1983 Tercel SR5 with 185/75R14 tyres, 32/36 DGAV Weber carburetor, lumpy cam and upgraded Pioneer sound system. Veteran of several fire seasons (with the scars to show it) and known as "The Racing Turtle"

Typrus
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Posts: 3049
Joined: Sat Oct 23, 2004 4:43 pm
Location: Colorado

Post by Typrus » Sun Sep 11, 2005 8:21 pm

Well, I knew you should make sure they are working right, but in reference to your statement that the exhaust will get soaked under heavy foot, I was wondering if a stronger spark would amend that.
RIP 10-07- 1984 Toyota Tercel SR5 4wd Wagen 6 speed

RIP 04-05- 1986 Toyota Tercel SR5 4wd Wagen 6 speed

1st Terc- 1987 Tercel SR5 4wd Wagon 6-speed, Sadly cubed

1985 Tercel Standard 4wd Wagon w/ 3-speed auto, Living a happy life in Boulder last I knew

Lateer
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Posts: 223
Joined: Mon Aug 23, 2004 11:25 pm
Location: Tasmania, Australia

Post by Lateer » Mon Sep 12, 2005 6:58 pm

I'm not sure about soaked. When my brother (who is a complete revhead) drives the car, I can smell fuel coming down the exhaust pipe.

The main problem is the Weber can dump way more fuel in there than there is air to burn. Hence, you get sooty, crappy plugs. At least, that's the way it was explained to me. The mechanic I was talking to demonstrated. If you plant the foot at idle, you can actually snuff out the engine.

Even the biggest spark in the world isn't going to help if there's not enough air.
1983 Tercel SR5 with 185/75R14 tyres, 32/36 DGAV Weber carburetor, lumpy cam and upgraded Pioneer sound system. Veteran of several fire seasons (with the scars to show it) and known as "The Racing Turtle"

Eatpants
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Post by Eatpants » Sun Sep 18, 2005 7:55 am

does the water actuated choke put heaps of strain on standard ignition/etc ?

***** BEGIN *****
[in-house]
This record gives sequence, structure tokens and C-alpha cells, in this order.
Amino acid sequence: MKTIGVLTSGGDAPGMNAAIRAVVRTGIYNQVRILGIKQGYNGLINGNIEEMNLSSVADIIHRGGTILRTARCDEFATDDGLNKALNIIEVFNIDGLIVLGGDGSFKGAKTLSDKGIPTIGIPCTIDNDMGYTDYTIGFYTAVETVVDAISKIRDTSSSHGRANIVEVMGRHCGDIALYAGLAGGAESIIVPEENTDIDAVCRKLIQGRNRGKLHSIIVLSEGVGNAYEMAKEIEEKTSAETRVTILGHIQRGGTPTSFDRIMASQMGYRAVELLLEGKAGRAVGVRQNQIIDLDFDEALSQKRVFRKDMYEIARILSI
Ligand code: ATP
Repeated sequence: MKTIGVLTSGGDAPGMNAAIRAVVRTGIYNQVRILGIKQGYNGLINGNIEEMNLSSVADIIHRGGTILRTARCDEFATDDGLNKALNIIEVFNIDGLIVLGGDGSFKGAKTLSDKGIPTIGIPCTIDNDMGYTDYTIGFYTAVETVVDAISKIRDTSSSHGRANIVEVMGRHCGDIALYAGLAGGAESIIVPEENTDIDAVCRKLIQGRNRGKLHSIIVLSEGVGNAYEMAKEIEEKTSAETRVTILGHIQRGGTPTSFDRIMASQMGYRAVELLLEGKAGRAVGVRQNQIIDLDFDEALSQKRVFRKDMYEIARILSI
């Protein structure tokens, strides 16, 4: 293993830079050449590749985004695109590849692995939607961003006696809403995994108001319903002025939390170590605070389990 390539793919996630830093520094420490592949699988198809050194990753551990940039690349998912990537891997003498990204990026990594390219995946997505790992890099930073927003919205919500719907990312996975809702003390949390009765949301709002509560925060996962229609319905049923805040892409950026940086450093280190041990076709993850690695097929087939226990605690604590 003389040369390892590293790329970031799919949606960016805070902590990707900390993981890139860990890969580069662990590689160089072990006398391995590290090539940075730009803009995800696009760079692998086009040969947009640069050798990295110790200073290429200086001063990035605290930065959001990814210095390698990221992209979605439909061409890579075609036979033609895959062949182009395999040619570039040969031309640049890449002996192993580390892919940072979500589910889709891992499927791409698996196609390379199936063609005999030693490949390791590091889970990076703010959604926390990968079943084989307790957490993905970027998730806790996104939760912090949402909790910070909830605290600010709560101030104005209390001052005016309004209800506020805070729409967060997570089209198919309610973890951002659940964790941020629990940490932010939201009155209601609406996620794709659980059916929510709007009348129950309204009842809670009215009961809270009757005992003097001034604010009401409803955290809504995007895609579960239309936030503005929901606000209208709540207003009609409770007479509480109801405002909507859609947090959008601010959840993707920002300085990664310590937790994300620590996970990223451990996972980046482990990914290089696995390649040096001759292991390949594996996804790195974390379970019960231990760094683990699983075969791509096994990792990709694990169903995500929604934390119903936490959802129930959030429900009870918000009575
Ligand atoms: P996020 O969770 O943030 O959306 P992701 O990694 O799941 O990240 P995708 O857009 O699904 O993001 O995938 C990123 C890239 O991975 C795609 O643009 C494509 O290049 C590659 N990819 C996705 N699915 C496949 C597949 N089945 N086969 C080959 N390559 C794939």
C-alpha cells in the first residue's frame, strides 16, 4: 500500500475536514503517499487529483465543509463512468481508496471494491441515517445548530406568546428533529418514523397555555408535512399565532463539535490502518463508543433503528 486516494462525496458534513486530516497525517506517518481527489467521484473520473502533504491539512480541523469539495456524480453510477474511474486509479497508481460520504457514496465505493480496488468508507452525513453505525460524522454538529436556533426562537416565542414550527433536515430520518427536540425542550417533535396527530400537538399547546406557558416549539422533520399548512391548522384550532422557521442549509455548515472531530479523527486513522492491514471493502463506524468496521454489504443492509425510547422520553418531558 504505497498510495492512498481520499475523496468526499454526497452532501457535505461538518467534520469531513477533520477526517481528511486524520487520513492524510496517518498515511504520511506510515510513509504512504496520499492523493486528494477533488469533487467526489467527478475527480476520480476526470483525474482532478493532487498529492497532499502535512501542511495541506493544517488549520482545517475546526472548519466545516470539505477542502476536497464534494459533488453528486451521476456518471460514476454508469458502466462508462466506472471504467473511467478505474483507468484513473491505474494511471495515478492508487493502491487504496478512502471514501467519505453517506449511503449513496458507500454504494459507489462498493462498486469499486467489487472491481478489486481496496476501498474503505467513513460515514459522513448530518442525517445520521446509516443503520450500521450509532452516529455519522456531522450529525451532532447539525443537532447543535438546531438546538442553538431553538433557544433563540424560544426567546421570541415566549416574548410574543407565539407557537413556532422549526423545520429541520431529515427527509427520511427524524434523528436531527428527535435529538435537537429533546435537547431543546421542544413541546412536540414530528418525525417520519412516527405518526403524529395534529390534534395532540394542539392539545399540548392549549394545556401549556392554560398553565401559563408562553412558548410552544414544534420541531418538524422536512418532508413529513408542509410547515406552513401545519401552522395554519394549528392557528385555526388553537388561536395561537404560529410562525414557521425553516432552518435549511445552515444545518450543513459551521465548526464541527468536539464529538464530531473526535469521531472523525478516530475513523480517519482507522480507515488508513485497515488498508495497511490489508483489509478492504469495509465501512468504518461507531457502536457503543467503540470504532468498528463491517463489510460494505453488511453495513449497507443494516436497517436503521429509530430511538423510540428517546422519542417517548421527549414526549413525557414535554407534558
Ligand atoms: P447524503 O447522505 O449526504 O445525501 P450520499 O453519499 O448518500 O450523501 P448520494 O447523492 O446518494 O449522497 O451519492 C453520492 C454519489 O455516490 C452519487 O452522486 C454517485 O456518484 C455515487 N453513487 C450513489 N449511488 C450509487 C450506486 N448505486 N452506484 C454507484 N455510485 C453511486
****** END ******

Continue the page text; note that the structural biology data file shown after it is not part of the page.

im thinking of doing this to my brothers tercel very soon (i dont want it rotting in the backyard over winter

Lateer
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Joined: Mon Aug 23, 2004 11:25 pm
Location: Tasmania, Australia

Post by Lateer » Sun Oct 02, 2005 9:30 pm

Not sure entirely what you mean, here.

The water actuated choke takes a line from the water pump and uses a thermostat-type device to open and close the choke butterfly valves and brong on fast idle.

Hence, I don't think it'll have any effect on timing...
1983 Tercel SR5 with 185/75R14 tyres, 32/36 DGAV Weber carburetor, lumpy cam and upgraded Pioneer sound system. Veteran of several fire seasons (with the scars to show it) and known as "The Racing Turtle"

Typrus
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Posts: 3049
Joined: Sat Oct 23, 2004 4:43 pm
Location: Colorado

Post by Typrus » Tue Nov 15, 2005 9:04 am

I want a better flowing head. Dunno if porting has its place in a C-series head. I've heard from many places that in certain heads, like the G-series, porting will actually screw over flow.
Any thoughts?
RIP 10-07- 1984 Toyota Tercel SR5 4wd Wagen 6 speed

RIP 04-05- 1986 Toyota Tercel SR5 4wd Wagen 6 speed

1st Terc- 1987 Tercel SR5 4wd Wagon 6-speed, Sadly cubed

1985 Tercel Standard 4wd Wagon w/ 3-speed auto, Living a happy life in Boulder last I knew

Lateer
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Posts: 223
Joined: Mon Aug 23, 2004 11:25 pm
Location: Tasmania, Australia

Dunno, personally.

Post by Lateer » Tue Nov 15, 2005 3:42 pm

Typrus, I've not had the chance to play with other Toyota engines.

I've only played with the 3A and 3A-C series engines, and as such I dunno about any other heads and how they'd go with porting.

I do know that the 3A-C used to be the stock motor for the older MR-2 sportscars, and I'm sure that they would have done some modification to them, so you might try looking about on the Web for mods for a MR-2.
1983 Tercel SR5 with 185/75R14 tyres, 32/36 DGAV Weber carburetor, lumpy cam and upgraded Pioneer sound system. Veteran of several fire seasons (with the scars to show it) and known as "The Racing Turtle"

Terpocalypse
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My tercel:: 86/87

Re: 32/36 DGV Weber carburettors

Post by Terpocalypse » Mon Aug 27, 2018 12:39 am

awesome vat of knowledge thank you!!!!!
pretty much confirms to me that i should upgrade to 2BBL valve gasket and seals, and any other gasket that has an option of 2BBL, including fuel pump, Exhaust system and probably throw another fuel filter in to clean up the fuel right before it goes into the carb, spark plugs and wires, dizzy cap. am i forgetting anything? getting all my bearings done ASAP.
has anyone put a snorkel or velocity driven air pipes to their Weber?